The U.S. economy has done a nearly miraculous job of steering clear from the inflation bug, but that will have to change at some point.
Economic growth demands a healthy level of inflation, and the 1.7 percent current rate remains a far cry from the Federal Reserve's desired level of 2.5 percent.
That point could come sooner than many think if the growth in the labor market starts to show pay increases along with the steady increase in job creation.
The Bureau of Labor Statistics releases its July payroll report Friday at 8:30 a.m. EDT.
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Last month saw average hourly wages rise 10 cents an hour to an annual pace of 2.2 percent—modest, no doubt, but by far the biggest one-month increase all year.
Jim Paulsen, chief market strategist at Wells Capital Management, said in an analysis Thursday that the move could be a harbinger of inflation pressures to come.
Since 1982 and now for the fourth recovery in a row, wage inflation has remained dormant "until about the fourth year of the recovery" when it begins to rise. Prior to the 1980s, the pace of wage inflation typically accelerated as soon as a recovery began bringing instantaneous pressure to bear both on monetary policy's exit strategy and on investor inflation expectations. However, since the early-1980s recovery, wages (with either high or low relative unemployment rates) have remained calm once a recovery begins and typically do not begin to accelerate until the year 4 mark of the recovery is reached.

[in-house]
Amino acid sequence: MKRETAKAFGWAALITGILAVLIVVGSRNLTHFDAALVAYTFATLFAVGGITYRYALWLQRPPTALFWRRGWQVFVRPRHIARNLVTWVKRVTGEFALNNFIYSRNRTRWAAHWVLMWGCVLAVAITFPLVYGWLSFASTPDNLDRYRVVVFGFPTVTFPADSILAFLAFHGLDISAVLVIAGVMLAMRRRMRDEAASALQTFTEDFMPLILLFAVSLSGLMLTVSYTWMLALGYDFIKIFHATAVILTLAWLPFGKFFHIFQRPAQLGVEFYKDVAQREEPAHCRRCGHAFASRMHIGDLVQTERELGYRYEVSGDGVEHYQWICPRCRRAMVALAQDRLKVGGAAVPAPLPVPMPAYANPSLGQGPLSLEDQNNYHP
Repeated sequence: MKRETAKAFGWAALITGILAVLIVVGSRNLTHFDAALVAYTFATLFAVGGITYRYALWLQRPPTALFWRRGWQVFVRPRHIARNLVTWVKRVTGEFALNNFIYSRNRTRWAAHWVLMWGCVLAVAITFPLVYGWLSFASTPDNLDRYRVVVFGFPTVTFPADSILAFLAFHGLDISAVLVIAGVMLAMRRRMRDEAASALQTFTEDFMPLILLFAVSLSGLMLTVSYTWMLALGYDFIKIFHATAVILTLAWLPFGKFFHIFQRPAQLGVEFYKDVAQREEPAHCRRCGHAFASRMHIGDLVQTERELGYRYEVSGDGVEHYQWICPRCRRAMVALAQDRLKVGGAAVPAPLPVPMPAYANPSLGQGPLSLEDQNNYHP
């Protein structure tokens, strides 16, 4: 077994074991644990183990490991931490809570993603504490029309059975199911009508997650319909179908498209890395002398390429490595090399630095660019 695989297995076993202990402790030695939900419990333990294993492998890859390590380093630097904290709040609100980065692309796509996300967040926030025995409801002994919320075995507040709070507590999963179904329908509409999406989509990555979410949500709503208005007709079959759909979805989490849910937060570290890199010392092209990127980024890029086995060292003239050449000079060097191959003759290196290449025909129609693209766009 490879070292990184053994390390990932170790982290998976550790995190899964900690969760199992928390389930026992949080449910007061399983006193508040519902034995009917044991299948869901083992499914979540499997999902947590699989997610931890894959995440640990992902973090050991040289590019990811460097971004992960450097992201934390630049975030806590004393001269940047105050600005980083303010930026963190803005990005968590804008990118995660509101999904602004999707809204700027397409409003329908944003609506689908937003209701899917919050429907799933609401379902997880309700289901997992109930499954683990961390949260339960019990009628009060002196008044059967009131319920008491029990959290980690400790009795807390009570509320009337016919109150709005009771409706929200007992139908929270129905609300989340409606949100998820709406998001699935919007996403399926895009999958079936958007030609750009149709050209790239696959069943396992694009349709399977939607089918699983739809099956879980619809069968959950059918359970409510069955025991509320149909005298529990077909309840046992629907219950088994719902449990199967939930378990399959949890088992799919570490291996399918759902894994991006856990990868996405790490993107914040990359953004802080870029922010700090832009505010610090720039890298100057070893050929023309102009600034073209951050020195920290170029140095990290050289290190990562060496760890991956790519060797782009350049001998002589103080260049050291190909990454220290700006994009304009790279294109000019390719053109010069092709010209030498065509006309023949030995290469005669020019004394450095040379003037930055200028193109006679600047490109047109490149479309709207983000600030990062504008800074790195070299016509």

This being the fourth year of the recovery —such as it may be—from the Great Recession, Paulsen wondered whether history might repeat.
Inflationary wage pressure would be just the kind of thing that would give an even harder push to the Fed and its hopes to unwind its $85-billion-a-month bond-buying program.
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Paulsen has been an advocate of tapering the purchases, known as quantitative easing, on belief that the crisis-era policy has outlived its usefulness and is harming market confidence.
Thus far, the thought surrounding the Fed's exit strategy has been primarily focused on the pace of "real growth." However, IF wages rise again tomorrow, might the discussion broaden to include and consider whether inflation risk is starting to materialize?
Markets seemed to have accepted some Fed tapering as inevitable, so long as it is not accompanied by interest rate hikes.
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Paulsen advised watching the wage levels closely to see whether the Fed might be prodded into a more aggressive pullback.
We are not suggesting major inflation is an imminent risk. ... It is not! We are suggesting that IF wage inflation is again surprisingly strong in July, [then] financial market concerns and pressure surrounding Fed policy could change and intensify.
_ By CNBC's Jeff Cox. Follow him
@JeffCoxCNBCcom on Twitter.